2022  1,200
2021  1,540
2020  1,374
2019  1,023
2018  0,932
2017  0,977
2016  0,799
2015  0,662
2014  0,740
2013  0,739
2012  0,637
2011  0,658
2010  0,654
2009  0,570
2008  0,849
2007  0,805
2006  0,330
2005  0,435
2004  0,623
2003  0,567
2002  0,641
2001  0,490
2000  0,477
1999  0,762
1998  0,785
1997  0,507
1996  0,518
1995  0,502
Vol 54(2020) N 6 p. 812-826; DOI 10.1134/S0026893320060151 Full Text

T.A. Zaichuk1, Y.D. Nechipurenko2*, A.A. Adzhubey2,3, S.B. Onikienko4, V.A. Chereshnev5, S.S. Zainutdinov6, G.V. Kochneva6, S.V. Netesov7, O.V. Matveeva1,8**

The Challenges of Vaccine Development Against Betacoronaviruses: Antibody Dependent Enhancement and Sendai Virus as a Possible Vaccine Vector

1Sendai Viralytics, Acton, MA, 117261 USA
2Engelhardt Institute of Molecular Biology, Russian Academy of Sciences, Moscow, 119991 Russia
3George Washington University, Washington, DC, 20052 USA
4Department of Military Field Therapy, Kirov Military Medical Academy, St. Petersburg, 194044 Russia
5Institute of Immunology and Physiology, Yekaterinburg, 620049 Russia
6State Research Center of Virology and Biotechnology "Vector", Koltsovo, 630559 Russia
7Department of Natural Sciences, Novosibirsk State University, Novosibirsk, 630090 Russia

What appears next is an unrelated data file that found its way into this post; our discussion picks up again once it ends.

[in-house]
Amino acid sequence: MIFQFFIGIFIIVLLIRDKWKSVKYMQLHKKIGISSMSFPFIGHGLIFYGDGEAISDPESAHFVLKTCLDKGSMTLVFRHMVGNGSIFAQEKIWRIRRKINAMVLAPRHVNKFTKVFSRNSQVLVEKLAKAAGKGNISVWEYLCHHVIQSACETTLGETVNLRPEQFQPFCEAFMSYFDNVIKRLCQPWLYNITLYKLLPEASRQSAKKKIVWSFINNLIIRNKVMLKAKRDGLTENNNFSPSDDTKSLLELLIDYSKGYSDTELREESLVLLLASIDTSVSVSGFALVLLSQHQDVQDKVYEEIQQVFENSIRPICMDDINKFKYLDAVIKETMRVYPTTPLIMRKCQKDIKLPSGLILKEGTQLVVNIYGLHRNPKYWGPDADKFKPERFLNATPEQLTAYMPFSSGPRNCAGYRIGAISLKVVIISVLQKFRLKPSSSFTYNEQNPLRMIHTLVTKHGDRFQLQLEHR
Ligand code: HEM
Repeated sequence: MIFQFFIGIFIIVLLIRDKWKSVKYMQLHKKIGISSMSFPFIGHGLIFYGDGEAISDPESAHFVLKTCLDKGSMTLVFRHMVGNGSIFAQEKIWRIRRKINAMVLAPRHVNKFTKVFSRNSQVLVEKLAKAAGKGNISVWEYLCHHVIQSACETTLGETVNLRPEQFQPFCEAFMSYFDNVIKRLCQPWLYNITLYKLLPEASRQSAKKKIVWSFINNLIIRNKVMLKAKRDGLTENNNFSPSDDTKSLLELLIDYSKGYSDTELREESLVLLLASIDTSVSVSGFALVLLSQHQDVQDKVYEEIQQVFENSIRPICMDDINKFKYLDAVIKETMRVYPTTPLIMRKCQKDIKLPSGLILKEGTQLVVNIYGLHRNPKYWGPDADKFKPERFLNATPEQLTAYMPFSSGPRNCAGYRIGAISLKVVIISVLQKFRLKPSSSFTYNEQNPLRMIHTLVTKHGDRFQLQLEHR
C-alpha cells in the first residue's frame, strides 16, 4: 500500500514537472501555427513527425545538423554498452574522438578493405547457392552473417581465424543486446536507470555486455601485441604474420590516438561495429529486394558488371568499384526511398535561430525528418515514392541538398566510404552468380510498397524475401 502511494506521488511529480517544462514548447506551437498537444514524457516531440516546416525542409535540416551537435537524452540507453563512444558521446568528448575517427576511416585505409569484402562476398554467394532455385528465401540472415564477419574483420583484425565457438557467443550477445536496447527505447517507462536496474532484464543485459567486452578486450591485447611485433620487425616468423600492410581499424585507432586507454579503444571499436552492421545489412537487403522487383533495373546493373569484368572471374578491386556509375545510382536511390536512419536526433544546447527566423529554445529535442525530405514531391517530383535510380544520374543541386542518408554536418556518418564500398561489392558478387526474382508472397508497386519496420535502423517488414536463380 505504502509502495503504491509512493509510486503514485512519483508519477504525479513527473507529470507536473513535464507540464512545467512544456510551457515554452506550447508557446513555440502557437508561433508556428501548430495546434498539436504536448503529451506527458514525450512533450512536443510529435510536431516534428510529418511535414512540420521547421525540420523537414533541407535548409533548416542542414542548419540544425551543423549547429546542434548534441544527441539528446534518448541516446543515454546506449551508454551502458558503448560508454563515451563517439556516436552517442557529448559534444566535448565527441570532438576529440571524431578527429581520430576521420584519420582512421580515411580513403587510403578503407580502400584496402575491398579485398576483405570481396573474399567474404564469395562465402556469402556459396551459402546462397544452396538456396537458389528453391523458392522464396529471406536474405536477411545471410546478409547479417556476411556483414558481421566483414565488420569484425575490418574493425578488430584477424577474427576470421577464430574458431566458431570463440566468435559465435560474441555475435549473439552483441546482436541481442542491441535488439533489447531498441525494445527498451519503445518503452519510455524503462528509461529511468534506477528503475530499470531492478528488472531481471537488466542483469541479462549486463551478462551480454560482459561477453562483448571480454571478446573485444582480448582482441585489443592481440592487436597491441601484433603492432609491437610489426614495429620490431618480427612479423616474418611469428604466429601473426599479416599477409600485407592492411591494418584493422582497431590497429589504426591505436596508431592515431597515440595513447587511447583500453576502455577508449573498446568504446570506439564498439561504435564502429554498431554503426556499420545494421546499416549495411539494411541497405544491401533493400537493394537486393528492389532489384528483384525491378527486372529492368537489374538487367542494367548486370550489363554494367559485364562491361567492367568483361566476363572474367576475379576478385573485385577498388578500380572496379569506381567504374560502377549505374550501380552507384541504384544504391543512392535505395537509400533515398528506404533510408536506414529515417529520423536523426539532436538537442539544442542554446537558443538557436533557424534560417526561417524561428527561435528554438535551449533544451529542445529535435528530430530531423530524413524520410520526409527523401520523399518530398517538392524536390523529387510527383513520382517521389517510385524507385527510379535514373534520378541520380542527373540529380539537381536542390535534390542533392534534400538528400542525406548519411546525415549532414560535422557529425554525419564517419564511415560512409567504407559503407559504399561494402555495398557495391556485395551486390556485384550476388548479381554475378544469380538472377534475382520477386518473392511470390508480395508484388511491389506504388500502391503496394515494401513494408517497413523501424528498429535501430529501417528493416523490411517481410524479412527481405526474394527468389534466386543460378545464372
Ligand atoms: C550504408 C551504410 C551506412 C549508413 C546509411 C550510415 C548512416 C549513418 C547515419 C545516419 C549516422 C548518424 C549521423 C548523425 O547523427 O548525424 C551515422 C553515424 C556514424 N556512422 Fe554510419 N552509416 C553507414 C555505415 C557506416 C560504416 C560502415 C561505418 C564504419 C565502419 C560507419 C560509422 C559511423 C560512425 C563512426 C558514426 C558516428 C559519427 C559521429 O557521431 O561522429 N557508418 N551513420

8Biopolymer Design, Acton, MA, 117281 USA

Received - 2020-04-30; Revised - 2020-06-04; Accepted - 2020-06-05

To design an effective and safe vaccine against betacoronaviruses, it is necessary to elicit a combination of strong humoral and cell-mediated immune responses as well as to minimize the risk of antibody-dependent enhancement of viral infection. This phenomenon was observed in animal trials of experimental vaccines against SARS-CoV-1 and MERS-CoV that were developed based on inactivated coronavirus or vector constructs expressing the spike protein (S) of the virion. The substitution and glycosylation of certain amino acids in the antigenic determinants of the S-protein, as well as its conformational changes, can lead to the same effect in a new experimental vaccine against SARS-CoV-2. This review outlines approaches for developing vaccines against the new SARS-CoV-2 coronavirus that are based on non-pathogenic viral vectors. For efficient prevention of infections caused by respiratory pathogens the ability of the vaccine to stimulate mucosal immunity in the respiratory tract is important. Such a vaccine can be developed using non-pathogenic Sendai virus vector, since it can be administered intranasally and induce a mucosal immune response that strengthens the antiviral barrier in the respiratory tract and provides reliable protection against infection. The mucosal immunity and the production of IgA antibodies accompanying its development reduces the likelihood of developing an antibody-dependent infection enhancement, which is usually associated only with immunopathological IgG antibodies.

SARS-CoV-2, SARS-CoV-1, COVID-19, antibody-dependent enhancement, ADE, vaccine vector, Sendai virus, murine respirovirus, conservative antigenic determinants